Sunday 16 December 2018

Goal-scorers needed and fans not happy - Five talking points after forgettable stalemate

15 November 2018; Jeff Hendrick of Republic of Ireland in action against George Saville of Northern Ireland during the International Friendly match between Republic of Ireland and Northern Ireland at the Aviva Stadium in Dublin. Photo by Harry Murphy/Sportsfile
15 November 2018; Jeff Hendrick of Republic of Ireland in action against George Saville of Northern Ireland during the International Friendly match between Republic of Ireland and Northern Ireland at the Aviva Stadium in Dublin. Photo by Harry Murphy/Sportsfile

Stephen Looney

Here are five talking points after Northern Ireland held the Republic of Ireland to a 0-0 draw at the Aviva Stadium tonight.

WE'VE COME A LONG WAY, BABY

There was an edge between both sets of fans, but not the bile witnessed during THAT notorious 1-1 draw in Belfast twenty-five years ago.

James McClean was the pantomime villain for the travelling support, Kyle Lafferty for the home fans, anthems were booed but mercifully there was no hint of menace throughout the game.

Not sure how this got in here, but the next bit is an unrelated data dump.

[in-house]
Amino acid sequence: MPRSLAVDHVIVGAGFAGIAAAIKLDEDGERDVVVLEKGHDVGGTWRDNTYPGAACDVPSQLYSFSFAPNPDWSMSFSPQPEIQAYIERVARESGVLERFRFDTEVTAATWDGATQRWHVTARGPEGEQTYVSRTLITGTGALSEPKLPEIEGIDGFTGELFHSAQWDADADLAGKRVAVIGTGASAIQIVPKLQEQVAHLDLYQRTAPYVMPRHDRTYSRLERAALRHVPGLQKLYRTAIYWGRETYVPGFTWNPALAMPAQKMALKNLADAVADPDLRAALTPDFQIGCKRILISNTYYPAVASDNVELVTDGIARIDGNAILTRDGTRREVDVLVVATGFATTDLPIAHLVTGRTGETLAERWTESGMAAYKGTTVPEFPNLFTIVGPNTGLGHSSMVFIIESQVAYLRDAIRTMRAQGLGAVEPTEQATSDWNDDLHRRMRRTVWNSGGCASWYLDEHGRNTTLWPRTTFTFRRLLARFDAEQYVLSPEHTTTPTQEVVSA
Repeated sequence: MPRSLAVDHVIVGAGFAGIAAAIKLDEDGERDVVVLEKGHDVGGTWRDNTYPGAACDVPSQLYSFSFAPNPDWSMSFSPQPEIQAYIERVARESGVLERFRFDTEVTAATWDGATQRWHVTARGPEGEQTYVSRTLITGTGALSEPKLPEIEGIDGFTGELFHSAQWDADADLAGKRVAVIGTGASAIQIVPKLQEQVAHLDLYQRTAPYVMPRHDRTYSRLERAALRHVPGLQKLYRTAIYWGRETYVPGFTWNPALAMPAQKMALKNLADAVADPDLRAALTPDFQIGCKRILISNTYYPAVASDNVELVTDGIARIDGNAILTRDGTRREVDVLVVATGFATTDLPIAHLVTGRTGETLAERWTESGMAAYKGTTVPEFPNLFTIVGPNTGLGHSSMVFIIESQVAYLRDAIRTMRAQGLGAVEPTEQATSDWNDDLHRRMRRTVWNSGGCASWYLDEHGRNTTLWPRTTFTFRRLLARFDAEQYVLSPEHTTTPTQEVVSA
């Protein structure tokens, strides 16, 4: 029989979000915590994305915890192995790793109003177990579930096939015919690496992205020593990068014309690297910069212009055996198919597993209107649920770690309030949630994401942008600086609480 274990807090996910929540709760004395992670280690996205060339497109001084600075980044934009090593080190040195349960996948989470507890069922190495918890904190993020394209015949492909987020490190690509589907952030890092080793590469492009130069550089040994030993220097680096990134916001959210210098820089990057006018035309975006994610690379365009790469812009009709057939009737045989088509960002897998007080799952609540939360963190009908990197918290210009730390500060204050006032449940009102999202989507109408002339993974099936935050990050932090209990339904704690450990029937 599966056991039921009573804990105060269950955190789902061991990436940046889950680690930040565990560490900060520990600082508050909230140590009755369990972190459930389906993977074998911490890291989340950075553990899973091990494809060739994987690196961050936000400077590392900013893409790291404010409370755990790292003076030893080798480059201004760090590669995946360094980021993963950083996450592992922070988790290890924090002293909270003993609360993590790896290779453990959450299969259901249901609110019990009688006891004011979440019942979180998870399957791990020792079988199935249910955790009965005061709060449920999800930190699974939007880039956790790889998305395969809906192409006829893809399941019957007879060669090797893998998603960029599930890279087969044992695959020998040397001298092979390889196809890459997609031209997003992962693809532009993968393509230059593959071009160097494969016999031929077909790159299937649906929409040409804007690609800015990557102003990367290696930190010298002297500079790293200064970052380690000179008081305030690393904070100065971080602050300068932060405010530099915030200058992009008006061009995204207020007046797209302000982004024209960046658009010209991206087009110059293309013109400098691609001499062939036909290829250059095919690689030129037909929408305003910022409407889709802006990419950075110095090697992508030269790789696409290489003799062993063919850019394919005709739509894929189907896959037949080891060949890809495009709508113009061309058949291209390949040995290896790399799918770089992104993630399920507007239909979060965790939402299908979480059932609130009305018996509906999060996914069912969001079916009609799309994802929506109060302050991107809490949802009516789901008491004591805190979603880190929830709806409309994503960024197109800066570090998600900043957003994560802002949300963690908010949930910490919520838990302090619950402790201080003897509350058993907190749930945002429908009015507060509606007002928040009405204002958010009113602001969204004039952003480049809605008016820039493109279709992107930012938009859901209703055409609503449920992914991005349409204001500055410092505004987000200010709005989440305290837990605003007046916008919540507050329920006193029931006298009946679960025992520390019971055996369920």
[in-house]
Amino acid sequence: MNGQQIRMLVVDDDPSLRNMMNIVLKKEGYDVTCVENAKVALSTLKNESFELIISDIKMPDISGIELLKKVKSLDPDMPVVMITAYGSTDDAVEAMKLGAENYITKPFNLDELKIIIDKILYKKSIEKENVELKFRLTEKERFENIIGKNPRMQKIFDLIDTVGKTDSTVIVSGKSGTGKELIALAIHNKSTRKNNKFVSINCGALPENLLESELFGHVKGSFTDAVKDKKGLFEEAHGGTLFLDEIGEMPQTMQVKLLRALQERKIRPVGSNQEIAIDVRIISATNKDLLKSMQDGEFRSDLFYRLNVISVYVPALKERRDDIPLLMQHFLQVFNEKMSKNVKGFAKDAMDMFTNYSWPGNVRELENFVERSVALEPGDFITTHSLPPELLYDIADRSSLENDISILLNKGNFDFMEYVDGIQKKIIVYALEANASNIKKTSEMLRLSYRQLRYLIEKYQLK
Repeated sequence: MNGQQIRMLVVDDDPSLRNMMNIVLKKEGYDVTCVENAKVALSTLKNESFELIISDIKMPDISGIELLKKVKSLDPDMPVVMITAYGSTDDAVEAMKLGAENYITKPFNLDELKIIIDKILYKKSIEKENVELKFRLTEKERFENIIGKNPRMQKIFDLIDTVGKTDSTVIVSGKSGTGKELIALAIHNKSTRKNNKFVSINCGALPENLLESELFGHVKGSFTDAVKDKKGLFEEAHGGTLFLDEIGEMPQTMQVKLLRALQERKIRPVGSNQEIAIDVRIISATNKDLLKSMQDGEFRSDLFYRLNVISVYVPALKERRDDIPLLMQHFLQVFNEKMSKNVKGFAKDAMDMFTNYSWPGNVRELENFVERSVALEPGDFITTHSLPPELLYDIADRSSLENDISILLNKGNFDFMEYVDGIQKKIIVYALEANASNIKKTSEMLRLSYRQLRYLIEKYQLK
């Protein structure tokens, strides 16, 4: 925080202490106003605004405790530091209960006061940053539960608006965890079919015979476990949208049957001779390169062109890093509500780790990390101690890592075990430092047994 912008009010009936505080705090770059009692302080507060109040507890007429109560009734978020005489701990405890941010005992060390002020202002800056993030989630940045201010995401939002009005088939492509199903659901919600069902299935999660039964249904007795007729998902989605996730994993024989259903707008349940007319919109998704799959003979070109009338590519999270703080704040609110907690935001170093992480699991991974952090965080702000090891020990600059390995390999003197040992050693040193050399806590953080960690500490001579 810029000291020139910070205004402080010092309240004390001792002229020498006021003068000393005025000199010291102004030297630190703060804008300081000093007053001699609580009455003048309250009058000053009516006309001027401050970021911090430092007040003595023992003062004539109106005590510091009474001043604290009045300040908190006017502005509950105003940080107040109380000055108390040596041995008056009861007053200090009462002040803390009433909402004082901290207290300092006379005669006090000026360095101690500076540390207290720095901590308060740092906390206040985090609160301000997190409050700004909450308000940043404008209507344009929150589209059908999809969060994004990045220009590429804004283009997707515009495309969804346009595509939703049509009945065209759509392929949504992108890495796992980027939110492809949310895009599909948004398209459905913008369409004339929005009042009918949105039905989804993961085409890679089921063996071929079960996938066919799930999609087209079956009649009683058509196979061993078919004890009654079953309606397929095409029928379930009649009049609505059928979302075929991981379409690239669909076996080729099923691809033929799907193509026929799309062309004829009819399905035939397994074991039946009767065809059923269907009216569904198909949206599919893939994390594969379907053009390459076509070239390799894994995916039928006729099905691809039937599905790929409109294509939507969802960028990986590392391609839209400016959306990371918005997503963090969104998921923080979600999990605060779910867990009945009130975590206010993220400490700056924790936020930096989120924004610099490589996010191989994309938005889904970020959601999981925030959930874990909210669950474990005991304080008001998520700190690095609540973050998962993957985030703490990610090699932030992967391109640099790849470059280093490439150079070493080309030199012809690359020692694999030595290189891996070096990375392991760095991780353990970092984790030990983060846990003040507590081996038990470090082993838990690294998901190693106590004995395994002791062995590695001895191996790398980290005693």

HOLDING OUT FOR A HERO

Both teams desperately need goalscorers, having drawn four blanks each in their last seven games since the respective World Cup play-offs twelve months ago.

Martin O'Neill will hope Michael Obafemi can be the panacea, while Michael O'Neill's boys wasted two gilt-edged chances to score through wingers Gavin Whyte and his replacement Jordan Jones.

STYLE OVER SUBSTANCE?

Martin O'Neill's critics have pointed to Michael O'Neill's perceived expansive style of play in recent years, with more than an element of envy.

There was little of that on display tonight in a forgettable stalemate that was roundly booed by a disappointed Aviva Stadium on the final whistle.

MORE PRACTICE NEEDED

Northern Ireland were poor from set pieces, with Steven Davis, George Saville then Michael Smith all fluffing their lines, while dead ball deliveries from Seamus Coleman and Robbie Brady were only slightly more threatening.

With margins so tight in international football for both Irish teams, set pieces could prove the difference between success and failure, and both teams need to improve.

NO MORE PLEASE, OUR NATIONS HAVE SUFFERED ENOUGH

Never mind the political and security headaches this fixture has caused over the decades, the standard of football on show – particularly after the break – was underwhelming.

Apart from a thawing in relations between the two associations of late there was very little attractive about this contest from a footballing perspective, as evidenced by a two-thirds full Aviva Stadium.

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